Nightingale, Shapter, Snow, and many others have used charts and diagrams to build graphic arguments and easy-to-understand comparisons that saved many lives. But when looking back at them, we often only consider the final product (map or chart), rather than the process of their creation. Yet at the time, these works were widely dismissed, and often misinterpreted as supporting the prevailing thoughts of the period.
There were many who did not want to enact the reforms proposed by Nightingale, although they are now seen as transformative in how hospitals are run. And Snow’s maps became more famous than Shapter’s not only because they were of London, but because of the evocative story of him striding onto Broad Street and tearing off the handle of the community water pump. What’s forgotten is that this act was required precisely because his data and mappings were initially misinterpreted by those who chose to see Snow’s maps as supporting their own theories – an example of confirmation bias where we read data in a way that suits our own views.
Both Snow and Nightingale saved countless lives through their data work, but even they came up against many of the issues of dark data, data positivism and misinterpretation.
In the digital age, where data is collected on a massive scale, often without consent, and is increasingly organised, sorted and interpreted by computers and algorithms, data has become seen as both a fix all for everything, and a dangerous commodity. The use of data to track people and dictate their actions can mean the difference between life and death in a very real and present sense. While that has been made clear to many of us in relation to COVID-19, there are many more stories of data, crisis and the fight for survival.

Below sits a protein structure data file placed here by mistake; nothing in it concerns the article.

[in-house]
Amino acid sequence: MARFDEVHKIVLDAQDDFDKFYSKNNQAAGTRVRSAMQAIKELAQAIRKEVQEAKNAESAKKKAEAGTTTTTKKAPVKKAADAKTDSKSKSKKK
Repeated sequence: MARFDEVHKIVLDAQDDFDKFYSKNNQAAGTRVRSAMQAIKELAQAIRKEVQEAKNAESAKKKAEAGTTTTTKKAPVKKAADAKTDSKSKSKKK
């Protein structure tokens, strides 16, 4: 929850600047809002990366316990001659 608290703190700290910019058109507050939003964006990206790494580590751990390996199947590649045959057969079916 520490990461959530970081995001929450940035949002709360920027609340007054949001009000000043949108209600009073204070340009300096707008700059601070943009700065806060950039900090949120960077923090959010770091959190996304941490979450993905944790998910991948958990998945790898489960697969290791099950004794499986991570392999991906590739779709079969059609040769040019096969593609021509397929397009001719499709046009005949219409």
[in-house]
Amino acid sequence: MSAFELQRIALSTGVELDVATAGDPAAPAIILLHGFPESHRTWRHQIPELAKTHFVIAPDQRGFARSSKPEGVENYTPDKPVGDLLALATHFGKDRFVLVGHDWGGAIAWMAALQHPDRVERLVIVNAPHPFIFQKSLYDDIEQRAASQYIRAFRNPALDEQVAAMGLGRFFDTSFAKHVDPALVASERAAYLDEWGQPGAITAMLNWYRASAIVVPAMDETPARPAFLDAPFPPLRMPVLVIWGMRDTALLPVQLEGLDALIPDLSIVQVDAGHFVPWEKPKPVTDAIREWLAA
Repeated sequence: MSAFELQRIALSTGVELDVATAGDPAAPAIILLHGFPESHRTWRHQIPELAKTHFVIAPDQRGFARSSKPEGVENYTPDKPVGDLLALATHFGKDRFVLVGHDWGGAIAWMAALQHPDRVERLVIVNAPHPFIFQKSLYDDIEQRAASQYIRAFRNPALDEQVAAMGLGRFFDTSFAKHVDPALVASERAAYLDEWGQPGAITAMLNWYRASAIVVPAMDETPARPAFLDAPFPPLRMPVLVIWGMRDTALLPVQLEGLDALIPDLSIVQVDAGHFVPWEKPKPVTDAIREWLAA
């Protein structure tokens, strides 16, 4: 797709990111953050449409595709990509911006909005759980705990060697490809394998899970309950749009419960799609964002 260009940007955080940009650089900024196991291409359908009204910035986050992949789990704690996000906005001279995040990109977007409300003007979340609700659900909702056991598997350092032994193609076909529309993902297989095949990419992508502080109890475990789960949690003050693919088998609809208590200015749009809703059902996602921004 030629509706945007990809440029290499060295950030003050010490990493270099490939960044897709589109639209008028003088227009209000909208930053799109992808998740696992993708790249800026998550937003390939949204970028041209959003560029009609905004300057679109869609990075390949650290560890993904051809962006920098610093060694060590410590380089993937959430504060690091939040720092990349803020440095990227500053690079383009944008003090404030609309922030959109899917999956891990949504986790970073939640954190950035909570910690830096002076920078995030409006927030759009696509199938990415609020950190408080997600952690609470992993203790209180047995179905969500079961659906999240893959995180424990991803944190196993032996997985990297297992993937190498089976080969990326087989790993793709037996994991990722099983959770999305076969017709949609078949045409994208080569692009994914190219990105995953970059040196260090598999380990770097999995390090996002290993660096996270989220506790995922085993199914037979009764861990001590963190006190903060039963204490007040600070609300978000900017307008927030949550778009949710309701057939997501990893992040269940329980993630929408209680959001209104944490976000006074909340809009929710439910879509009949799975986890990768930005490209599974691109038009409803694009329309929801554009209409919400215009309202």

In our new book, Mapping Crisis, we look at the experiences of those who have been mapped or had their complex lives reduced to data, aerial photos or reports. From this we are able to draw out better ways of working, and better understandings of the various effects the secret world of data has on our everyday lives.
One of our examples is the case of the Mediterranean migrant crisis.
Life, death and data
The Mediterranean Sea is a place that for many conjures images of sun-kissed beaches, fine waterfront dining and turquoise seas. But this stretch of water is also one of the most heavily policed in the world. All movements in the region, whether deemed legal or not, are extensively mapped and monitored by the European Union.
While individual countries on the Mediterranean have long fortified their borders, the formation of the EU effectively created a single border along the northern shores. Since then, European states have continued to put in place an ever more comprehensive, and complex, system for monitoring and exchanging information about irregular migrants trying to reach the continent.